When Amazon announced its plans to build a second headquarters somewhere in North America, cities and states around the continent stopped at nothing to woo the tech giant. They made promises of billion-dollar tax breaks and massive financial incentives — in a few cases, bigger than some countries’ economies — to get picked as the company’s new home.
Nearly four years after winning that sweepstakes, Arlington County has yet to pay Amazon a single penny. And that’s by design.
The coronavirus pandemic shrank some of the tax revenue streams that executives and elected officials said would grow as the e-retailer built its offices in this affluent Northern Virginia suburb. That has meant no cash grants paid out to Amazon — at least not yet — for its $2.5 billion capital investment in the county. (Amazon founder Jeff Bezos owns The Washington Post.) …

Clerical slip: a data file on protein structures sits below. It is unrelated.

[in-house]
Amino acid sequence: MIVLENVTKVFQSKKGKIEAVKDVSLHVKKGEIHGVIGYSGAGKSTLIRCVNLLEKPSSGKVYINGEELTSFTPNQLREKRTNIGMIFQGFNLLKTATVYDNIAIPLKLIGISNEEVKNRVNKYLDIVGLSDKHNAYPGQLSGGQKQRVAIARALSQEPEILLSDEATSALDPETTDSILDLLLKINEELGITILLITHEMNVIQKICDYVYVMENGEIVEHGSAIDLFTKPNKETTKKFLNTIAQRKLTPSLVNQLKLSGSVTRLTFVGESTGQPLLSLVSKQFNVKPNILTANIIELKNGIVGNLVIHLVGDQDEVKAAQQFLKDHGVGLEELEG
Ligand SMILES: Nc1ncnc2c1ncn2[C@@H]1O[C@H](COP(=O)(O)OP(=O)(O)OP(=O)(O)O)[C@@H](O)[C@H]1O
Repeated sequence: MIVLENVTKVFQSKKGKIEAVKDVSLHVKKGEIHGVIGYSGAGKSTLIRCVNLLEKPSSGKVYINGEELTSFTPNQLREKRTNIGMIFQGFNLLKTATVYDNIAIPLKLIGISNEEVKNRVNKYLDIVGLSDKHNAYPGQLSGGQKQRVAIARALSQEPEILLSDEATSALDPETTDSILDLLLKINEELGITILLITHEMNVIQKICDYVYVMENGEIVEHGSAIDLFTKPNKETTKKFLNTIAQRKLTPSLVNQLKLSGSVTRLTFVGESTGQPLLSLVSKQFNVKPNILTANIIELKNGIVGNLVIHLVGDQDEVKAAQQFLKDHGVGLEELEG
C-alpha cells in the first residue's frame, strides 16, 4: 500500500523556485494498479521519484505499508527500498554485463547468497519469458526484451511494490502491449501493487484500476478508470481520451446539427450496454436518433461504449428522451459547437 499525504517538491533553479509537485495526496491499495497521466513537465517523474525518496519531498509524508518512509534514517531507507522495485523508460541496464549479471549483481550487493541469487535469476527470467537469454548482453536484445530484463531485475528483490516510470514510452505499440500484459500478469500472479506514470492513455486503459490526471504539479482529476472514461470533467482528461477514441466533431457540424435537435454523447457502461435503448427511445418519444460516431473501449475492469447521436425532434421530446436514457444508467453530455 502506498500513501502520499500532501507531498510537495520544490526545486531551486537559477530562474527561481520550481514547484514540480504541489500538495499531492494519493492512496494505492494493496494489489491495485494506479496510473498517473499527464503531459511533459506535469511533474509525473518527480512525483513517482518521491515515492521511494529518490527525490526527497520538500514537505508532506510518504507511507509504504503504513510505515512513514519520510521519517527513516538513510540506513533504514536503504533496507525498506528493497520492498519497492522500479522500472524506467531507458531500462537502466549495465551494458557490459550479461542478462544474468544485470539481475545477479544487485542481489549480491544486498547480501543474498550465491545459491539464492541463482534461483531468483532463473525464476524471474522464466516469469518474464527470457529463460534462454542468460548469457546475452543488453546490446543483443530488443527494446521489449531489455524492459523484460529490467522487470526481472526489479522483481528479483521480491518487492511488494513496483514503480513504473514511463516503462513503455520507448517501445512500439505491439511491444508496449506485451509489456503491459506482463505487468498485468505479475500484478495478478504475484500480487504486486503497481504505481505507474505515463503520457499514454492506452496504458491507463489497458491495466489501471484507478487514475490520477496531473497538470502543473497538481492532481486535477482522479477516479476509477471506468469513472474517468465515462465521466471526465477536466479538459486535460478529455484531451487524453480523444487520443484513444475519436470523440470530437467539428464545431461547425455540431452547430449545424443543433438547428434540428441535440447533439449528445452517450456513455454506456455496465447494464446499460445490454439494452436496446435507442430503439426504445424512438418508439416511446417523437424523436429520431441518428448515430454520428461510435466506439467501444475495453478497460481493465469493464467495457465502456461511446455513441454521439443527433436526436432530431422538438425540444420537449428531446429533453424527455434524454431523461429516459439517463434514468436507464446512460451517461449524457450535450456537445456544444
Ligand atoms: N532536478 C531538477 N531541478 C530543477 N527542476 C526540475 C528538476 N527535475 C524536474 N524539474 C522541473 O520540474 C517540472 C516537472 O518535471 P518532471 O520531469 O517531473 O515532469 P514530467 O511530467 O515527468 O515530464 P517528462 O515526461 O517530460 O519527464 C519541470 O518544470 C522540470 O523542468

Amid heavy criticism of massive incentives for Amazon, some economic development analysts say the news shows that Arlington’s incentives were designed well enough to account for the most unprecedented of economic curveballs.
“It’s no benefit, no cost, as it should be,” said Greg LeRoy, executive director of Good Jobs First, a watchdog group that tracks government subsidies to businesses.
If Amazon’s headquarters was supposed to draw more visitors to Arlington, “the county is not getting all the benefits of people staying overnight and buying meals and going shopping,” he added. “So why should they get any money from the county?”